Platinum trim gets a 12.3-inch driver display – up from 7-inches as standard – along with a Bose audio system, head-up display, semi-aniline quilted leather seats, front row heating and cooling, second row heating on its standard captain’s chairs, tri-zone climate control, a wireless phone charger, useful 120V second-row outlet, and USB charging ports for all three rows. The standard 8-inch touchscreen gets upgraded to 9-inches, and supports wireless Apple CarPlay and wired Android Auto.
Nissan hasn’t forgotten practicality, though. The third row tumbles down easily, expanding the 16.6 cu-ft of cargo space to 47 cu-ft. That, it’s worth noting, is only a little less than 3 cu-ft under what a new Armada will hold. Drop the second-row captain’s chairs and total space grows to 78.9 cu-ft. Both the second and third rows are adult-scale – though I’d balk at putting three grown-ups in the very back – and you can even tilt the second-row seats forward without having to remove child seats first.
Then there are the various nooks and cubbies. A big box under the trunk floor, for example, and another sizable spot under the center console. The door pockets don’t just hold 2-liter bottles but can even squeeze in a tub of disinfectant wipes – perfect for the pandemic-precautionary – and there are plenty of other slots, bins, and cutaways to stash phones, cables, and everything else.
It’s all very thoughtful, which leaves Nissan’s stubbornness elsewhere even more frustrating. As with the new Armada and the new Rogue – both of which are very likable SUVs in their respective segments – there’s no hybrid option for the new Pathfinder.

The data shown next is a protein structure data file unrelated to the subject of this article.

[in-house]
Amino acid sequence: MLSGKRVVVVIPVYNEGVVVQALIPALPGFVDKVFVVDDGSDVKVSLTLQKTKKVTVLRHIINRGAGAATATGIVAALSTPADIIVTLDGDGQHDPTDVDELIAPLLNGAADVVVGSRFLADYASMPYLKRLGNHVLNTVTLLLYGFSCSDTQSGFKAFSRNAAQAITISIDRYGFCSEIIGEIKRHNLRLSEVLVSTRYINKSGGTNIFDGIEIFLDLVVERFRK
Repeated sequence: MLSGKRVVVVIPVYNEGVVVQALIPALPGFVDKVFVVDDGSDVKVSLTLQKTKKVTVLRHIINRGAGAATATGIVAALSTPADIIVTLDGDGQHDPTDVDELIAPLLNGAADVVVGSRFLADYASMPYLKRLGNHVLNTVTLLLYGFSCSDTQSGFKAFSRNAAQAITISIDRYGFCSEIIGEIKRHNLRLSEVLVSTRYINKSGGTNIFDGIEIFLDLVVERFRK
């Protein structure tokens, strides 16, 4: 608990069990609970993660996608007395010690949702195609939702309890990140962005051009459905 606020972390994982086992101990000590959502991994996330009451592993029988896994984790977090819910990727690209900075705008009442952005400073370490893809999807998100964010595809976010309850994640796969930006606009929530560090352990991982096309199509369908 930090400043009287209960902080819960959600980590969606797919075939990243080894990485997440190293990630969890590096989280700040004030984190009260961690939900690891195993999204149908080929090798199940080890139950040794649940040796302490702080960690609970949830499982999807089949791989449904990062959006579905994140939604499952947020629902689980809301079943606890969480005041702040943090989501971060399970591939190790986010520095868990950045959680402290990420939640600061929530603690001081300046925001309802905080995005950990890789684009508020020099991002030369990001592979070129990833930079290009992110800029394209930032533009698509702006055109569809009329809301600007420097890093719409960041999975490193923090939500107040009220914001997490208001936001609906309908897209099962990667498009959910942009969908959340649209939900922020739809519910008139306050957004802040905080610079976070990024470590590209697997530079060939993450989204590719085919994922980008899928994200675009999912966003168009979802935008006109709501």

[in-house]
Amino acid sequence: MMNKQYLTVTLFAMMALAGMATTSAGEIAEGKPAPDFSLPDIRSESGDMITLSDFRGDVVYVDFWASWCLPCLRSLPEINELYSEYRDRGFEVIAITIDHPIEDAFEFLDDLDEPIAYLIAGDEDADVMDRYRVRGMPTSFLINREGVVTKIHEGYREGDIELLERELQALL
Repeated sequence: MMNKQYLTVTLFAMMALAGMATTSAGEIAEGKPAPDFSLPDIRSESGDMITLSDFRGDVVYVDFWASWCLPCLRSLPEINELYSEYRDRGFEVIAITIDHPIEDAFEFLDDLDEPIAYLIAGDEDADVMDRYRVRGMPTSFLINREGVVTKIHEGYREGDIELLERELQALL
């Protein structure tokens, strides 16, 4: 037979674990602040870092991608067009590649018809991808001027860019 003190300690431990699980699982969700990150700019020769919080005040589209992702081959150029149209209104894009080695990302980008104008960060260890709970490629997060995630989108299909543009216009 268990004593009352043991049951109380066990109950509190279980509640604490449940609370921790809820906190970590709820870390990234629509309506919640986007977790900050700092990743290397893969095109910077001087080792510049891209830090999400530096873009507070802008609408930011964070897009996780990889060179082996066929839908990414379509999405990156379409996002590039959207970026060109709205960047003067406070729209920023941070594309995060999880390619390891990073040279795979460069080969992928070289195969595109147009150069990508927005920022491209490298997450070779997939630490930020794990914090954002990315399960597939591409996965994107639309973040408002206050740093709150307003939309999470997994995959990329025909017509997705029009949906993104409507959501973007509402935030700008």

Yes, Nissan has the Ariya all-electric crossover coming next year, and a second, smaller EV in the pipeline too. Nonetheless, its unwillingness to slip even a mild-hybrid system into the bread-and-butter of its range is a stubbornness that’s getting difficult to forgive. Particularly given that the Pathfinder’s V6 is hardly all that frugal.
Normally it’s rated for 21 mpg in the city, 27 mpg on the highway, and 23 mpg combined in 4WD form. However the EPA says this Platinum trim model is a little more profligate: 20 mpg in the city, 25 mpg on the highway, and 22 mpg combined.
2022 Nissan Pathfinder Verdict
In many ways, the 2022 Pathfinder feels like a thoroughly modern SUV. It looks the part, doesn’t stint on practical features, and the cabin is a huge step up from the old model. In Platinum trim it feels borderline lavish, eons away from the plasticky Nissan fare of just a couple of years ago.
Problem is, that modern revamp hasn’t quite reached under the hood. Sure, the new automatic is a big improvement over the unlovable old CVT, but Nissan’s outright refusal to offer any sort of electrification is disappointing.
I’m not going to say that you should let that stop you from buying a 2022 Pathfinder, but I do think the window in which automakers can get away with ignoring hybrids’ potential in SUVs like this is closing fast. In so many ways, the new Pathfinder feels like the memorable, usable family vehicle we’ve long looked to Nissan for. All that’s missing is a convincing commitment to going green, too.